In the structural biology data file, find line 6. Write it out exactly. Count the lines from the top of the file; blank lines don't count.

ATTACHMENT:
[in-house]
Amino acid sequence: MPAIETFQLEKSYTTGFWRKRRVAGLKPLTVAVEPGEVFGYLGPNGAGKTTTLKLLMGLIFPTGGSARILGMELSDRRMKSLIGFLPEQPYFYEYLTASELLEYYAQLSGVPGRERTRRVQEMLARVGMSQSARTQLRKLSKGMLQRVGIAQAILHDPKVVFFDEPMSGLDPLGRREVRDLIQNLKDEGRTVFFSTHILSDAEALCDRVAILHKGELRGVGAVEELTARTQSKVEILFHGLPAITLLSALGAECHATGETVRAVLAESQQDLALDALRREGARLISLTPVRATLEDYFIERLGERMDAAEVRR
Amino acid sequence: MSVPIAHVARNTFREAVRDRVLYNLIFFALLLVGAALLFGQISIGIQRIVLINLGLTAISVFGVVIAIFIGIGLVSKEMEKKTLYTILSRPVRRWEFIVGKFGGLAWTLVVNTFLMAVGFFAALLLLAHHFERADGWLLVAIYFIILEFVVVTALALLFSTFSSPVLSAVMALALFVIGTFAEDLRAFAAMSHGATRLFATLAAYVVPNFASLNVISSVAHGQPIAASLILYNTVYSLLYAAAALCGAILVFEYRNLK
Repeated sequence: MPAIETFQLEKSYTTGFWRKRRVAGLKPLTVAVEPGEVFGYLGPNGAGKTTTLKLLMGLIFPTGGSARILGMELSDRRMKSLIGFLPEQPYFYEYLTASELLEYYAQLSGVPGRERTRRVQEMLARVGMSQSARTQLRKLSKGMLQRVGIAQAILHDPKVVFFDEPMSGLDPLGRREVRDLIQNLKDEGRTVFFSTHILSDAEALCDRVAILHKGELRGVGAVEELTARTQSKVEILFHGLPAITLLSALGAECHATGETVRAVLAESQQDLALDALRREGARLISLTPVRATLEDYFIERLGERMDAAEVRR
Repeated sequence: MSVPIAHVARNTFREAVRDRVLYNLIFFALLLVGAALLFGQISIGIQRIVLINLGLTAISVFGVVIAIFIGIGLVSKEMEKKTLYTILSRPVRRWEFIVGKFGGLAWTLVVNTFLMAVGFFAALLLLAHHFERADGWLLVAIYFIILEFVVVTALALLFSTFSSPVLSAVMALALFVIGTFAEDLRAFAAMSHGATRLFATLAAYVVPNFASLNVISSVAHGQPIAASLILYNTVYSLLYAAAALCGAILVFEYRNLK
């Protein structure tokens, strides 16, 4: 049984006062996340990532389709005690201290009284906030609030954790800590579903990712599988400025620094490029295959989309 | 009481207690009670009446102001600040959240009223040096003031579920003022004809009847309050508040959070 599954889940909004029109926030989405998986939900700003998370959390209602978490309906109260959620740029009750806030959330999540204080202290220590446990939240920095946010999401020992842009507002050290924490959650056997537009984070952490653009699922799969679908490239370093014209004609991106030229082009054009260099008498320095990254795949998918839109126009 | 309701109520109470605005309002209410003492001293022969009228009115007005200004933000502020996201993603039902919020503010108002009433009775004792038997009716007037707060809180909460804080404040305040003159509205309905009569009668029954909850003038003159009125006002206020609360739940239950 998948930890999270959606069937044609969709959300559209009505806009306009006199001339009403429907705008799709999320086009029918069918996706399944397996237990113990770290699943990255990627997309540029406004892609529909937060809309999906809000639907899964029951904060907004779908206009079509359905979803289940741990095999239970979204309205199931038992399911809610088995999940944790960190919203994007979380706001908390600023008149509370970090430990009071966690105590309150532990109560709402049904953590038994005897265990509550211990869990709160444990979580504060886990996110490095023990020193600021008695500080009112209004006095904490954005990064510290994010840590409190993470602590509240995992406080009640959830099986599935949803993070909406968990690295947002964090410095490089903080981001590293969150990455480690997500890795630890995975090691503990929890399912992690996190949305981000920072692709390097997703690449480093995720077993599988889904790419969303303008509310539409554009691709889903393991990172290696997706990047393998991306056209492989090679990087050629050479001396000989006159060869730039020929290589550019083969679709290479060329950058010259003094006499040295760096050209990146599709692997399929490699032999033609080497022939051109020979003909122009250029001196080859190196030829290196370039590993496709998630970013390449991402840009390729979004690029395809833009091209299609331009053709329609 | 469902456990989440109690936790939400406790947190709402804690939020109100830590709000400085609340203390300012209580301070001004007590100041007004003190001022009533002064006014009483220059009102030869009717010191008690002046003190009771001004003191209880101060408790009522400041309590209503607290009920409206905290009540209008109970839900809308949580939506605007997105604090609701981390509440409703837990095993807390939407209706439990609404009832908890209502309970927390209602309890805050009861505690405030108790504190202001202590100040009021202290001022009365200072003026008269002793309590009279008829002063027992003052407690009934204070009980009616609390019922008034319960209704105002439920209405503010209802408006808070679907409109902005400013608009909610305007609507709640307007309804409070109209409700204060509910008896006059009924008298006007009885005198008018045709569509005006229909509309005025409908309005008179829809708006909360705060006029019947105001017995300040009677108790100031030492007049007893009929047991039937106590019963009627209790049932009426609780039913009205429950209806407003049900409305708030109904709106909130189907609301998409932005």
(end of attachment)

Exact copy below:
């Protein structure tokens, strides 16, 4: 049984006062996340990532389709005690201290009284906030609030954790800590579903990712599988400025620094490029295959989309 | 009481207690009670009446102001600040959240009223040096003031579920003022004809009847309050508040959070 599954889940909004029109926030989405998986939900700003998370959390209602978490309906109260959620740029009750806030959330999540204080202290220590446990939240920095946010999401020992842009507002050290924490959650056997537009984070952490653009699922799969679908490239370093014209004609991106030229082009054009260099008498320095990254795949998918839109126009 | 309701109520109470605005309002209410003492001293022969009228009115007005200004933000502020996201993603039902919020503010108002009433009775004792038997009716007037707060809180909460804080404040305040003159509205309905009569009668029954909850003038003159009125006002206020609360739940239950 998948930890999270959606069937044609969709959300559209009505806009306009006199001339009403429907705008799709999320086009029918069918996706399944397996237990113990770290699943990255990627997309540029406004892609529909937060809309999906809000639907899964029951904060907004779908206009079509359905979803289940741990095999239970979204309205199931038992399911809610088995999940944790960190919203994007979380706001908390600023008149509370970090430990009071966690105590309150532990109560709402049904953590038994005897265990509550211990869990709160444990979580504060886990996110490095023990020193600021008695500080009112209004006095904490954005990064510290994010840590409190993470602590509240995992406080009640959830099986599935949803993070909406968990690295947002964090410095490089903080981001590293969150990455480690997500890795630890995975090691503990929890399912992690996190949305981000920072692709390097997703690449480093995720077993599988889904790419969303303008509310539409554009691709889903393991990172290696997706990047393998991306056209492989090679990087050629050479001396000989006159060869730039020929290589550019083969679709290479060329950058010259003094006499040295760096050209990146599709692997399929490699032999033609080497022939051109020979003909122009250029001196080859190196030829290196370039590993496709998630970013390449991402840009390729979004690029395809833009091209299609331009053709329609 | 469902456990989440109690936790939400406790947190709402804690939020109100830590709000400085609340203390300012209580301070001004007590100041007004003190001022009533002064006014009483220059009102030869009717010191008690002046003190009771001004003191209880101060408790009522400041309590209503607290009920409206905290009540209008109970839900809308949580939506605007997105604090609701981390509440409703837990095993807390939407209706439990609404009832908890209502309970927390209602309890805050009861505690405030108790504190202001202590100040009021202290001022009365200072003026008269002793309590009279008829002063027992003052407690009934204070009980009616609390019922008034319960209704105002439920209405503010209802408006808070679907409109902005400013608009909610305007609507709640307007309804409070109209409700204060509910008896006059009924008298006007009885005198008018045709569509005006229909509309005025409908309005008179829809708006909360705060006029019947105001017995300040009677108790100031030492007049007893009929047991039937106590019963009627209790049932009426609780039913009205429950209806407003049900409305708030109904709106909130189907609301998409932005």